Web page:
Going to the bathroom. If you’ve been lucky enough to have met a passenger, who made friends with your baby, you may be able to ask that person to hold him in case you didn’t wear your “Depends” and need a potty break of your own. I wouldn’t hesitate, especially since there is nowhere to go with your baby. Maybe I can do this because it’s kid number three. If you’re a first-time parent, too paranoid about a stranger holding your baby, or your baby won’t go to others, then you might want to go with the “Depends.” Worst case, take your baby to the bathroom with you and hold him on your lap—or, if he can stand, even better. Just beware of turbulence … okay, that’s gross … not that kind of turbulence.
The back of the seat in front of you and the tray table. I would advise you to bring a pack of disinfectant wipes to clean these areas, because no doubt your baby will lick them, bite them, and slobber all over them. I did not have this item, but rather went with the thought that I am building his immune system. Sorry, little guy.
Bags of pretzels. Not to eat. Need I say more? Oh, and sorry to the woman in front of us. I didn’t realize the power of his arm. She seemed not to mind.
Smart phone. Loading some kids videos on your phone prior to traveling is also a great distraction. My 9-month-old wasn’t interested in the episode of “Sesame Street” I loaded, but he did enjoy playing with my phone for a while. If you set the phone to vibrate when keys are pressed, that’s fun for them, too.
Talk to the Gate Agent. Prior to boarding, ask the gate agent if it is a full flight and that you are concerned about being able to get your baby to sleep. I was lucky on two of my flights to get moved to a row with an extra seat. The fact is, if money was no issue, I would have purchased an extra seat and put him in his car seat. In his car seat, he knows he can’t squirm around and makes due with what he has. But, many of us appreciate being able to save some money by going the lap child route. The gate agent and flight attendants are usually sympathetic to a parent traveling alone with a baby.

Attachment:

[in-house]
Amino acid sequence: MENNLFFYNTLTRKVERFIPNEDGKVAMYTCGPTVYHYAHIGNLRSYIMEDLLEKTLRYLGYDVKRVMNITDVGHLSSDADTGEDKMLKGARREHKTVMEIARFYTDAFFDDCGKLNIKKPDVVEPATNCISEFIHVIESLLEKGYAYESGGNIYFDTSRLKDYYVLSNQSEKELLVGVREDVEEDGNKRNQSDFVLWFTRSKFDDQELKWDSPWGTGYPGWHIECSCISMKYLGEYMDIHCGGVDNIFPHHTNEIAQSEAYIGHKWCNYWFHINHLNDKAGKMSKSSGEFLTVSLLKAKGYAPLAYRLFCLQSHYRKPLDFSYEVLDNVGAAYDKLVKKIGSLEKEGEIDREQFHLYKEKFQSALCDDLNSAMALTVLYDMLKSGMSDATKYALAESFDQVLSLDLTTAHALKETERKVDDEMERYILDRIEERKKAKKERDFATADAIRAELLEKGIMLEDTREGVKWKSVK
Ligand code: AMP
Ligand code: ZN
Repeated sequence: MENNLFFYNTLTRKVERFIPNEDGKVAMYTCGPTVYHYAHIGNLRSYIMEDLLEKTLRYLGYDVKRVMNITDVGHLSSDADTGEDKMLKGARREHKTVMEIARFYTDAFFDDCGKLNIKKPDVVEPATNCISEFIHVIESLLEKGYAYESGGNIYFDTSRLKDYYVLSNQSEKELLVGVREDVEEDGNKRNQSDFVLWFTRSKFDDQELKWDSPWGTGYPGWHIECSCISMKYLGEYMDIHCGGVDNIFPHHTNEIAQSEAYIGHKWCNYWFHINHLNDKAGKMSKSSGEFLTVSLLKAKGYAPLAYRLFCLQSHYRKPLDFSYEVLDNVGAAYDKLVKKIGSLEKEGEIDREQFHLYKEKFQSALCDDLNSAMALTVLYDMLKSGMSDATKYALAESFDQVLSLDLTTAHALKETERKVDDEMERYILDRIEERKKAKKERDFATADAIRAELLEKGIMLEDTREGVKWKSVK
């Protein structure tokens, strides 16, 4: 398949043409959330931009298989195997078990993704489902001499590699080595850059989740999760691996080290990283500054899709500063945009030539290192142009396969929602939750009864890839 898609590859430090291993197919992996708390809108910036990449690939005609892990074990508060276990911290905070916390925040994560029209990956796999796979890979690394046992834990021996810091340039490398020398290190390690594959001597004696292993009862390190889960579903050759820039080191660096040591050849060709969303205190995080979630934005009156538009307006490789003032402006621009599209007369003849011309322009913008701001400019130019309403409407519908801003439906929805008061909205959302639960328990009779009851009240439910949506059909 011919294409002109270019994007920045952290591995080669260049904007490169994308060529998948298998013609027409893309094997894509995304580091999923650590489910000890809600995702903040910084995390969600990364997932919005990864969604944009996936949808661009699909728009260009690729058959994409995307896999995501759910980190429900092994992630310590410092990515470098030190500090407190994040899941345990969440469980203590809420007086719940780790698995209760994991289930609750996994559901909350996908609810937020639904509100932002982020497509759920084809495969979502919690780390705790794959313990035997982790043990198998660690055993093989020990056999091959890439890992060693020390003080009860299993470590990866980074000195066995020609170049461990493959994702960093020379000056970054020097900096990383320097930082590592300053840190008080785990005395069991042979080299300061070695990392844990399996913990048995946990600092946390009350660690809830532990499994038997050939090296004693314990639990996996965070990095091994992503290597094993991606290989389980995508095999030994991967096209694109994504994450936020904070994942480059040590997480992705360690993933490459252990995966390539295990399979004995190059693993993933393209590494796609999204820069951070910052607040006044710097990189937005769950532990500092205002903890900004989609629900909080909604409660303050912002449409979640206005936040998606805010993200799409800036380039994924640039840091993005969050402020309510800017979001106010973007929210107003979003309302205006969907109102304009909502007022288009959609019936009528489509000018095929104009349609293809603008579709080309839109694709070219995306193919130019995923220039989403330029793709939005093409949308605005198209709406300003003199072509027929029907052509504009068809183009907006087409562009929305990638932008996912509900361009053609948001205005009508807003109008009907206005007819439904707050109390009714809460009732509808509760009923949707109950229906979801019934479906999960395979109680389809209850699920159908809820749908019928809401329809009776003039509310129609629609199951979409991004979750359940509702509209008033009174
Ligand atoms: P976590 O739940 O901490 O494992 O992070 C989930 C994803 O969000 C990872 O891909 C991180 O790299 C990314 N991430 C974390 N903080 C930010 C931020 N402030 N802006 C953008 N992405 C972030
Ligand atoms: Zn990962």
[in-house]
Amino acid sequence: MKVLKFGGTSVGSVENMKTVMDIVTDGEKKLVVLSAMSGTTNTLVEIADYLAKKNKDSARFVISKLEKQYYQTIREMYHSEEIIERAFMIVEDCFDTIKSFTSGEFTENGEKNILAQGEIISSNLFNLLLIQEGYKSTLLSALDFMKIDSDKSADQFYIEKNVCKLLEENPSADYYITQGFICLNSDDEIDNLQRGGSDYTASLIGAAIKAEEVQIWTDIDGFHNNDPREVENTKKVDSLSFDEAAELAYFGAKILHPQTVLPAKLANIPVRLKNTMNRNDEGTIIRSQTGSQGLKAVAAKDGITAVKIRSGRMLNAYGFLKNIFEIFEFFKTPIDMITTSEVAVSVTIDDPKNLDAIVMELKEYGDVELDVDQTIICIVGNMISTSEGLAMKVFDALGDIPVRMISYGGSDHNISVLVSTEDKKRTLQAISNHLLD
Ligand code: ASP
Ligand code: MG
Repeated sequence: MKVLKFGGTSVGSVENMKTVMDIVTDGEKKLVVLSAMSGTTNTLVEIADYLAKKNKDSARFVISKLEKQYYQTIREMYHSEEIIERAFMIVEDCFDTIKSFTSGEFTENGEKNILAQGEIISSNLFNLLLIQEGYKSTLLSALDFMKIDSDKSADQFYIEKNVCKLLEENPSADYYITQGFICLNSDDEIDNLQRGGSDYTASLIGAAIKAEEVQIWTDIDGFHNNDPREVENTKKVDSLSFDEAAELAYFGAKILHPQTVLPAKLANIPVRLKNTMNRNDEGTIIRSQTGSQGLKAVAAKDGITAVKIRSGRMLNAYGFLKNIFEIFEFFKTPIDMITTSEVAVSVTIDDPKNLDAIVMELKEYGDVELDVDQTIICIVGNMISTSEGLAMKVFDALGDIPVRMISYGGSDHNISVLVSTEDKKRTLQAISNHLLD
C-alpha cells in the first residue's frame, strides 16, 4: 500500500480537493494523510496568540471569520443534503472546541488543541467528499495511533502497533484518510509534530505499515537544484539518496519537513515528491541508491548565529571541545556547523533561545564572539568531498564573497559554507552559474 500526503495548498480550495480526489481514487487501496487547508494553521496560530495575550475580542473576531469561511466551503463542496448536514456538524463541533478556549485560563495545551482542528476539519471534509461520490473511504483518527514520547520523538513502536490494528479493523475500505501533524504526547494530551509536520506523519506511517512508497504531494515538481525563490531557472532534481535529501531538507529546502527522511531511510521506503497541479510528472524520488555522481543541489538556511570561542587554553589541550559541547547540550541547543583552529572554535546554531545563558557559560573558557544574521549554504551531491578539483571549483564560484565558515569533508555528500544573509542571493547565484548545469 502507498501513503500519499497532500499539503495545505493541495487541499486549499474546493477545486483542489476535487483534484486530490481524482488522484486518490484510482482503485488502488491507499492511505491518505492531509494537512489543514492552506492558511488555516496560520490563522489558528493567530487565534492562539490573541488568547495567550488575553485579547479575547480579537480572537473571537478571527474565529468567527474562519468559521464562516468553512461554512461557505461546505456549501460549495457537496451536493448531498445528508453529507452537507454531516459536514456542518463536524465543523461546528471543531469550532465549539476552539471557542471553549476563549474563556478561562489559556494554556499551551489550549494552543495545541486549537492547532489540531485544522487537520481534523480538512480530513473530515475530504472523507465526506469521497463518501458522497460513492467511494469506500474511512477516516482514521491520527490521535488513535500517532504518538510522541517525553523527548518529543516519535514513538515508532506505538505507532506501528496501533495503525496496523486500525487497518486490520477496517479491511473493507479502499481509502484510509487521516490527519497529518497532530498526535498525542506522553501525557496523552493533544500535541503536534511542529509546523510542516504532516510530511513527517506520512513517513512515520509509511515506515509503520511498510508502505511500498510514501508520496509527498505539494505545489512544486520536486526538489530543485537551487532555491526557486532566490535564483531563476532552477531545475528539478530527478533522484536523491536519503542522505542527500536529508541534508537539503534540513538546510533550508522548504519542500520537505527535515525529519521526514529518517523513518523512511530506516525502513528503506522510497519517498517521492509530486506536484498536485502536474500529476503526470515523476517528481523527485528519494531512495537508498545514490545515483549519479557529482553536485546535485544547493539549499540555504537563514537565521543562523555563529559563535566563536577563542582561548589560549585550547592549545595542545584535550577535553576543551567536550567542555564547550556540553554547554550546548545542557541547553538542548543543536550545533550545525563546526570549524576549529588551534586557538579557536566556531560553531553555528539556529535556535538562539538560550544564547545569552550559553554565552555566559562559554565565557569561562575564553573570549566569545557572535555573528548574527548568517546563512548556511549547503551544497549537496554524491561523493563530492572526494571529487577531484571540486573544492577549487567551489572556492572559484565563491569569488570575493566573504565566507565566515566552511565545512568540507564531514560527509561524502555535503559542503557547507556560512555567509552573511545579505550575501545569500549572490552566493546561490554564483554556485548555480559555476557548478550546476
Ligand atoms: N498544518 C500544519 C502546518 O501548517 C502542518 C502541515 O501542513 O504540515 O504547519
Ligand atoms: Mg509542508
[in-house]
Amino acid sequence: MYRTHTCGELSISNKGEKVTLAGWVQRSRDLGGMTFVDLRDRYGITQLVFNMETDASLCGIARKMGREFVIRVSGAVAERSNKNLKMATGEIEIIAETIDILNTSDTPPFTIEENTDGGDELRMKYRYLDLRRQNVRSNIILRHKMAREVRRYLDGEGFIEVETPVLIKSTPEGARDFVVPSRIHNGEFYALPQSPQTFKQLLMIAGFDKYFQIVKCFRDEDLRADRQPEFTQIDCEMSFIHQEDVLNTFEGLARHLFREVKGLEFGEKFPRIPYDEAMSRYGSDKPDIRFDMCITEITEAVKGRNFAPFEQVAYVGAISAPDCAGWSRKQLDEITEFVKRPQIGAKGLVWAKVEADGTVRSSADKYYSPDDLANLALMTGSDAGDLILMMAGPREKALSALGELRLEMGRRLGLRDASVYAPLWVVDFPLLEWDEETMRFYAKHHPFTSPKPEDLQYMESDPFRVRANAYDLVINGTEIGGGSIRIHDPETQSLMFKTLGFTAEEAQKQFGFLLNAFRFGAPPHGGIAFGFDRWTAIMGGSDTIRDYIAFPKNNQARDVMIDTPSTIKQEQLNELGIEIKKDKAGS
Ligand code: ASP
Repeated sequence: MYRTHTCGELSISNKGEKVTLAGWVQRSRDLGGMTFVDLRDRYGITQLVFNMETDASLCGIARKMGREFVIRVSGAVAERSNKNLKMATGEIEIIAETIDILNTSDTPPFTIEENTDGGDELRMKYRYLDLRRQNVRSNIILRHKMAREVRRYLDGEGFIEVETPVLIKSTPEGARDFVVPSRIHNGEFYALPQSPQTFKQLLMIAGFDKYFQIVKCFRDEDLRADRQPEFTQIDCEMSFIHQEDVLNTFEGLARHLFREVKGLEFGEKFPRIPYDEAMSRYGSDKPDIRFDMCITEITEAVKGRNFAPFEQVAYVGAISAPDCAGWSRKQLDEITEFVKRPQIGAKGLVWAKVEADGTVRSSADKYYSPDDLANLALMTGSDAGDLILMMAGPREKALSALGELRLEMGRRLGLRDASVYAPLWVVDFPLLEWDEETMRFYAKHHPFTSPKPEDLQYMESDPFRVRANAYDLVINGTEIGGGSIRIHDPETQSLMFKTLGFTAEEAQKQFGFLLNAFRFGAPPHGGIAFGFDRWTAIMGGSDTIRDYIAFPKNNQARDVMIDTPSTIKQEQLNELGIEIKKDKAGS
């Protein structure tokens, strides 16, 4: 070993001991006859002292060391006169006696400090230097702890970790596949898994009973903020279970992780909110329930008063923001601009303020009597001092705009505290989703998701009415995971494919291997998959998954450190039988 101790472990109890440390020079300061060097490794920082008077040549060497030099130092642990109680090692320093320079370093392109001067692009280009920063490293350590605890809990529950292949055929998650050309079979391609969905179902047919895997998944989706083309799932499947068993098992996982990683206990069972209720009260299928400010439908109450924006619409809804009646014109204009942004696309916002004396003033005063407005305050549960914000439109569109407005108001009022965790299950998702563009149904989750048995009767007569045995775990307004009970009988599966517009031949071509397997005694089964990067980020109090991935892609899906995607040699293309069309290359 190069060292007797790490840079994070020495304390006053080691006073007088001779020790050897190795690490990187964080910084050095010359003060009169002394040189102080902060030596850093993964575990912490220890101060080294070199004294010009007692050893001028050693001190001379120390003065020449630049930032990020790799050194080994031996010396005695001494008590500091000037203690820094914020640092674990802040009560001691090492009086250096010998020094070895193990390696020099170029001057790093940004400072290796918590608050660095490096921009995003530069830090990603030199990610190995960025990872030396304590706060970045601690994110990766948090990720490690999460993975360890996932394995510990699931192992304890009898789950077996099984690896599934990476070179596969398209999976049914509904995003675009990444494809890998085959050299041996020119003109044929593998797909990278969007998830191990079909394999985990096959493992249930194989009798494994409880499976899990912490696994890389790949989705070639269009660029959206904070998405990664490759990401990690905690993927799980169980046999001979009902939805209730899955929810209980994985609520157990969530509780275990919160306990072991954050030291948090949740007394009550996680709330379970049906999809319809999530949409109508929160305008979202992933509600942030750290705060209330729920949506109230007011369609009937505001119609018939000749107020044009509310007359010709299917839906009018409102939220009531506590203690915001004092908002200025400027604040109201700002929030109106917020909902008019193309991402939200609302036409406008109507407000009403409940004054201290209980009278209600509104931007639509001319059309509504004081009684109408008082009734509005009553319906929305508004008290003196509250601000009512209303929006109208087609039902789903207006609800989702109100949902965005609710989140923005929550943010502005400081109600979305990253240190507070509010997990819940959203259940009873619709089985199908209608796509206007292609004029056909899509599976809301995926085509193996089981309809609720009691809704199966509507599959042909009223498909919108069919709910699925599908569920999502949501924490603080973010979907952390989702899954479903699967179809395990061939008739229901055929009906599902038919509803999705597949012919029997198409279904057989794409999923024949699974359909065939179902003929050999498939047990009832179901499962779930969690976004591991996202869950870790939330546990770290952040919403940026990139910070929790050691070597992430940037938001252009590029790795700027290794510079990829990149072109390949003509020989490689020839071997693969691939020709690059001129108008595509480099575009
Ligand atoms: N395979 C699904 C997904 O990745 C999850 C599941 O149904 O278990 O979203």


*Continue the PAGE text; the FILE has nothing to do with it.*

Get an aisle seat. Easy access to the bathroom for a stinky diaper is important. With Wi-Fi available on planes now, there are laptops up everywhere, and God forbid you ask them to pack up. I don’t blame them, it’s just an inconvenience for them, and you feel like a jerk asking. Also, if your baby is fussy, this allows you access to get up and walk with baby and chat with the flight attendants at the back of the plane (when they are not busy, of course—thanks, mom source). This same mom source—who travels a lot more than I do with her little one—likes the window seat better, because her baby likes to look out the window and play with the shade. Again, this is where you just have to know your baby and decide which way best suits you.
Drinks. Don’t order one. Bring a bottled beverage with you (doubles as a toy). Thank goodness the nice gentleman next to us wasn’t bothered by flying ice cubes. Oops. Rookie move! In my defense, he was sleeping when I ordered.
Layovers. If you have enough time between flights, throw your germ-phobic ways out the window and let baby crawl all over the terminal. It will help wear him out for the next flight. Part two of this is to book a flight with more than 45 minutes between flights. So many flights I’ve been on in the last couple of years have arrived late, and you just never know how far apart your connecting gate will be. Direct flights are also a great way to go, if you have that option. Where I live and where I travel to doesn’t usually allow for that without a 2-hour commute to another airport. That still may be something to consider for you, though. The extra time in the car may be worth not having to worry about the layover.